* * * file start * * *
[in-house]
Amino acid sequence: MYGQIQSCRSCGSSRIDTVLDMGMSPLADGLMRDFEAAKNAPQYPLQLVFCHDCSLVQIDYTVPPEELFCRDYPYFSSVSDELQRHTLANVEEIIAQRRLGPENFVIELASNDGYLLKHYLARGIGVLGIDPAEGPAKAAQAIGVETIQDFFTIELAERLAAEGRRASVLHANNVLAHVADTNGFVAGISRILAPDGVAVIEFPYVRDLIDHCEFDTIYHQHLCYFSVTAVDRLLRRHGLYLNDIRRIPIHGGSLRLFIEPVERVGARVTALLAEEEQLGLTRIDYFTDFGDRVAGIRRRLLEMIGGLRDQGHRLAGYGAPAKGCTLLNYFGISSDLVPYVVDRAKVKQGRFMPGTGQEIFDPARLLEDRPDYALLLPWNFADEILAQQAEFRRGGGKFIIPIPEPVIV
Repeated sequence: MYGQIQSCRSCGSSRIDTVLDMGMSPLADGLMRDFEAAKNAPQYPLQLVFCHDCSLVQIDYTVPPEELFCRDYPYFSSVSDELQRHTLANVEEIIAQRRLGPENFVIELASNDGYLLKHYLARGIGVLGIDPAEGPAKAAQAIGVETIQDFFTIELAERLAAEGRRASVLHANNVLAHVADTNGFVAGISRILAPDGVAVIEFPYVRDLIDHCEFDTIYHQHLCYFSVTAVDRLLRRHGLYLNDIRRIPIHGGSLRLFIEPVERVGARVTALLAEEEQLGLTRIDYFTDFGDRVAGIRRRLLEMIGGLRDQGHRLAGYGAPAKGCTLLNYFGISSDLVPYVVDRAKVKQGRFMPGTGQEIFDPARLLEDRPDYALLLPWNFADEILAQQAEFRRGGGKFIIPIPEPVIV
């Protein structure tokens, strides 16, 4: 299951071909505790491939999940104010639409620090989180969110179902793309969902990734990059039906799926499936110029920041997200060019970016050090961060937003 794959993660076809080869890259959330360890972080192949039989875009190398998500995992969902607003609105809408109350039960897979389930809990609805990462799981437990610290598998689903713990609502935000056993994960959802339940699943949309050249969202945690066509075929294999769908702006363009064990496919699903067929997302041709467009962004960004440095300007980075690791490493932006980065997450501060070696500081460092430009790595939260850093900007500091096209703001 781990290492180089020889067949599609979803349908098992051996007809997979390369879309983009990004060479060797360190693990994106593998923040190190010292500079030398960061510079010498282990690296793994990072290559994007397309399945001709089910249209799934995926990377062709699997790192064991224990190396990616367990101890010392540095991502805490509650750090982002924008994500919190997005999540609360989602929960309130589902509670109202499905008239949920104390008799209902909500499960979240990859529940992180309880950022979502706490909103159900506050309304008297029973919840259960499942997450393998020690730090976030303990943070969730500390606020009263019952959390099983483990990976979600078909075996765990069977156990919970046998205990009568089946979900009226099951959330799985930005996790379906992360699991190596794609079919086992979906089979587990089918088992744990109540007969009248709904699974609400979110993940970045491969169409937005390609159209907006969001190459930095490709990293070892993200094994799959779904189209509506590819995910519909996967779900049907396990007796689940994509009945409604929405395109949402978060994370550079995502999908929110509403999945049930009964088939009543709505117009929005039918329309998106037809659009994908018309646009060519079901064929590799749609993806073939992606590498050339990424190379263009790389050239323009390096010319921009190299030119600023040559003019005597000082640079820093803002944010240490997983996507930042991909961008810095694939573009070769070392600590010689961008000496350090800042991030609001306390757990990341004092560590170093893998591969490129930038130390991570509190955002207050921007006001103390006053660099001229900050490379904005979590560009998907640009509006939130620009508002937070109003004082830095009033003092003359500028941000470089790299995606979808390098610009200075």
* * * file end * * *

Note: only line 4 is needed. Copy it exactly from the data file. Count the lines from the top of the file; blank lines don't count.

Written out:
């Protein structure tokens, strides 16, 4: 299951071909505790491939999940104010639409620090989180969110179902793309969902990734990059039906799926499936110029920041997200060019970016050090961060937003 794959993660076809080869890259959330360890972080192949039989875009190398998500995992969902607003609105809408109350039960897979389930809990609805990462799981437990610290598998689903713990609502935000056993994960959802339940699943949309050249969202945690066509075929294999769908702006363009064990496919699903067929997302041709467009962004960004440095300007980075690791490493932006980065997450501060070696500081460092430009790595939260850093900007500091096209703001 781990290492180089020889067949599609979803349908098992051996007809997979390369879309983009990004060479060797360190693990994106593998923040190190010292500079030398960061510079010498282990690296793994990072290559994007397309399945001709089910249209799934995926990377062709699997790192064991224990190396990616367990101890010392540095991502805490509650750090982002924008994500919190997005999540609360989602929960309130589902509670109202499905008239949920104390008799209902909500499960979240990859529940992180309880950022979502706490909103159900506050309304008297029973919840259960499942997450393998020690730090976030303990943070969730500390606020009263019952959390099983483990990976979600078909075996765990069977156990919970046998205990009568089946979900009226099951959330799985930005996790379906992360699991190596794609079919086992979906089979587990089918088992744990109540007969009248709904699974609400979110993940970045491969169409937005390609159209907006969001190459930095490709990293070892993200094994799959779904189209509506590819995910519909996967779900049907396990007796689940994509009945409604929405395109949402978060994370550079995502999908929110509403999945049930009964088939009543709505117009929005039918329309998106037809659009994908018309646009060519079901064929590799749609993806073939992606590498050339990424190379263009790389050239323009390096010319921009190299030119600023040559003019005597000082640079820093803002944010240490997983996507930042991909961008810095694939573009070769070392600590010689961008000496350090800042991030609001306390757990990341004092560590170093893998591969490129930038130390991570509190955002207050921007006001103390006053660099001229900050490379904005979590560009998907640009509006939130620009508002937070109003004082830095009033003092003359500028941000470089790299995606979808390098610009200075």